OpenWindows Advanced User's Guide

10.4 Customizing OpenWindows Fonts

If you choose, you can customize the size and style of the fonts displayed in your OpenWindows applications. The following sections describe how to customize these fonts.

10.4.1 Specifying the Font Style and Point Size

The default font for windows is Lucida Sans in 12 point (medium); the default font for window headers is Lucida Sans Bold. If you prefer, you can specify another font style and size for windows and window headers. You can make the change for a single window or you can make a permanent change for all your applications with Workspace Properties. The following subsections describe each of these options. Fixed-Width and Proportionally-Spaced Fonts

Note that there are two general categories of fonts--fixed-width and proportionally-spaced. Each character in a fixed-width font takes up the same amount of space as every other character. By contrast, the characters in a proportionally-spaced font require varying amounts of space, depending upon their individual width. Proportionally-spaced fonts are more pleasing to the eye. However, some applications (such as Command Tool, Shell Tool, and xterm, a popular terminal emulator application) work best with fixed-width fonts. Choosing Between Fixed and Proportional Fonts

Note that the default font displayed in Command Tool and Shell Tool is a proportionally-spaced font. Although this font is pleasing to the eye, problems occur in character alignment (when spacing and tabbing) with any proportionally-spaced font in terminal windows. If the spacing and tabbing character alignment are a problem for you, it is best to choose a fixed-width font for these windows. In the examples that follow, only fixed-width fonts are used for terminal windows; the examples for other windows and headers use proportionally-spaced fonts. Specifying the Font for a Single Window

This section describes how to open a single application with a modified font style and point size. Note that changes cannot be made to existing windows; you must start a new application to display the new font. To start a new application, you type its application name on a command line.

The basic command, shown below, specifies the application name, the -fn (font name) option, and the font style and size. The ampersand (&) returns your system prompt to the window after you type the command; this enables you to continue using that window.

$ application -fn fontstyle-pointsize &

The following are examples of how to use the command to open an application with a specified font style and size.

Use the -fn option with any application and any font style and size you choose. " The Available Font List"describes how to list all the fonts available for OpenWindows applications. Making Font Assignments Permanent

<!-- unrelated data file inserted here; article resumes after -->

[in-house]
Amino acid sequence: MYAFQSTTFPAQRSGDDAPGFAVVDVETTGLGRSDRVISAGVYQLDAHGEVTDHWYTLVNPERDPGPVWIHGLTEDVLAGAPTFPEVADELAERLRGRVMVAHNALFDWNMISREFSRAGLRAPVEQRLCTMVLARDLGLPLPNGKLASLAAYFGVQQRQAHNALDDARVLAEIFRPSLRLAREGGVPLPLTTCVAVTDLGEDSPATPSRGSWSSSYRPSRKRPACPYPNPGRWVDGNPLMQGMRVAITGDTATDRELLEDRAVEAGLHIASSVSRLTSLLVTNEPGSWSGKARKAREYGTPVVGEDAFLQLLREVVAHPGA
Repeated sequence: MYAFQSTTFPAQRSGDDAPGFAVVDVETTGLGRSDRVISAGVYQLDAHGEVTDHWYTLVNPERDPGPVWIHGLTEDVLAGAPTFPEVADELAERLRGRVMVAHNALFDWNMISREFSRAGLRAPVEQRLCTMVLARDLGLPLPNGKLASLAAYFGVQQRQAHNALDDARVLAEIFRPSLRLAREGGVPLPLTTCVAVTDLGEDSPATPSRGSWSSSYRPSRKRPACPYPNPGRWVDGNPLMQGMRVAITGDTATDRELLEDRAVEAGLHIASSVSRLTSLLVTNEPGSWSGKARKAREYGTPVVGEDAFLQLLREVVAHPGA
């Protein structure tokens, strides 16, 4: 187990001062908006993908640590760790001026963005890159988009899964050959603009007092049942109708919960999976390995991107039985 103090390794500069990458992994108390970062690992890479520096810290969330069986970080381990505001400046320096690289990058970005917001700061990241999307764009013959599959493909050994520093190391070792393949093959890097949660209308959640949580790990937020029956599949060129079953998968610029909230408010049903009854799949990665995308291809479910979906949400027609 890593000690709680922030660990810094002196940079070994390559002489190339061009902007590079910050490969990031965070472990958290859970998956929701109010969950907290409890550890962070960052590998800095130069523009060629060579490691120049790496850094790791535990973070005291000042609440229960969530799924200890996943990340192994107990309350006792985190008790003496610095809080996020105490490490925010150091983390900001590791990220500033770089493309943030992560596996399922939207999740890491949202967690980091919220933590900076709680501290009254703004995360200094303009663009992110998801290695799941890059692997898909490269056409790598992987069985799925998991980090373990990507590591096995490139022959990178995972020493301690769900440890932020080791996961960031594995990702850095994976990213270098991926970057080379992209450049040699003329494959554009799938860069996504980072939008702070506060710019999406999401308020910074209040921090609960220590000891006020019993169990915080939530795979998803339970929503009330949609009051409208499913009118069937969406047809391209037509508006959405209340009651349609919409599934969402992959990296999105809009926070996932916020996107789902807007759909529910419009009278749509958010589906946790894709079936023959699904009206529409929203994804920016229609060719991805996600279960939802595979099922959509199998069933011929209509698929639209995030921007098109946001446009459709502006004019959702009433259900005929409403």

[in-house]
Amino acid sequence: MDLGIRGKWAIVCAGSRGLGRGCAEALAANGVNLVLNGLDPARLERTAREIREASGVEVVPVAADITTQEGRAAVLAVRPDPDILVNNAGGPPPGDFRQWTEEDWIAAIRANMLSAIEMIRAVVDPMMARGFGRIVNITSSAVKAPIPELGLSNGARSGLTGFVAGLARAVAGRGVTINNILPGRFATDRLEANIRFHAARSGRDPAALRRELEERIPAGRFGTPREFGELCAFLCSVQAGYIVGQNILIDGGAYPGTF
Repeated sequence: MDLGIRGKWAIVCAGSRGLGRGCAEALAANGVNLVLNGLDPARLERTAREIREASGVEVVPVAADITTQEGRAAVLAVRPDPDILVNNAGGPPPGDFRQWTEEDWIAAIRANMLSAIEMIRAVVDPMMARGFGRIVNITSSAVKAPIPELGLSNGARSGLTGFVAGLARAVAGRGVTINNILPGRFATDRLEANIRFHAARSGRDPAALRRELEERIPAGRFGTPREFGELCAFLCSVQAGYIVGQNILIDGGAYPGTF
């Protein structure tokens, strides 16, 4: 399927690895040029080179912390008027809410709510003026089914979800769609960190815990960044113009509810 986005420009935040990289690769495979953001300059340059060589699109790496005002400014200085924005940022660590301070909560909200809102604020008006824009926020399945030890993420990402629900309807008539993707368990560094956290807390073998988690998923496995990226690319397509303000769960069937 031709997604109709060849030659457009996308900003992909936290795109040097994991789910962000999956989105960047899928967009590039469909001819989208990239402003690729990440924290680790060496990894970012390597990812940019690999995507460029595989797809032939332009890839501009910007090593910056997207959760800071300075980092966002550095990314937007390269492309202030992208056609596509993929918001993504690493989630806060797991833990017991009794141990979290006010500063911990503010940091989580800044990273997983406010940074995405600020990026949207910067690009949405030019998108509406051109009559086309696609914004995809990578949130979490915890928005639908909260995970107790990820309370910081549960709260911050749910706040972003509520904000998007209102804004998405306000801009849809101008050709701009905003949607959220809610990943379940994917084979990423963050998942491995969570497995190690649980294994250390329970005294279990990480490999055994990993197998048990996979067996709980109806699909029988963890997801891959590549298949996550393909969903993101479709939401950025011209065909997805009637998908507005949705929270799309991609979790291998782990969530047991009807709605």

If you find that you are repeatedly running applications with customized fonts, you might like to add the customization to your workspace menu. You can do this using the Programs Menu category of Workspace Properties. This will save you the effort of typing the command-line options every time. For example, if you often want to run the text editor with a larger point size, you could add the following command line to the programs menu:

textedit -fn lucidasans-typewriter-14

You can have more than one instance of the same application in your programs menu if you want them to have different font sizes. This is useful if you run an application at a variety of different point sizes. For instance, you may want to have the option of running a text editor using 12, 14, or 18 point fonts. You would add the following commands to your programs menu:

textedit -fn lucidasans-typewriter-12
textedit -fn lucidasans-typewriter-14
textedit -fn lucidasans-typewriter-18

Once you have customized your programs menu from Workspace Properties in this way, you can invoke the text editor at any of these point sizes simply by selecting the appropriate item from your programs menu.

Note -

Command lines added to the programs menu should not be followed by an ampersand (&).

10.4.2 Listing the Available Fonts

You may want to experiment with more fonts than have been shown in the previous examples, and you may want to apply them to other OpenWindows applications. To do this you first list the available fonts and then select them. The Available Font List

You can see the entire list of available fonts by entering xlsfonts at the prompt in a terminal emulator window. It is best to use Command Tool to display the list because it is likely that the list will scroll off the top of the screen, and Command Tool has a scrollbar that will let you view the entire list.

Note -

The list generated from xlsfonts is very long; there are over 400 fonts available. If the listing on your screen does not contain the expected number of fonts, check with your system administrator. It is possible that a subset of the available fonts was installed.

Each font has a long name in addition to a shortened version. The full name for lucidasans-typewriter, for instance, is:

-b&h-lucida sans typewriter-medium-r-normal-sans-12-120-72-72-m-

The fonts you see in the xlsfonts listing are the long names followed by their short names. For the purposes described in this chapter, just use the short names.

Once you have chosen a font, follow the instructions in "10.4.1 Specifying the Font Style and Point Size"to customize the fonts in your application windows.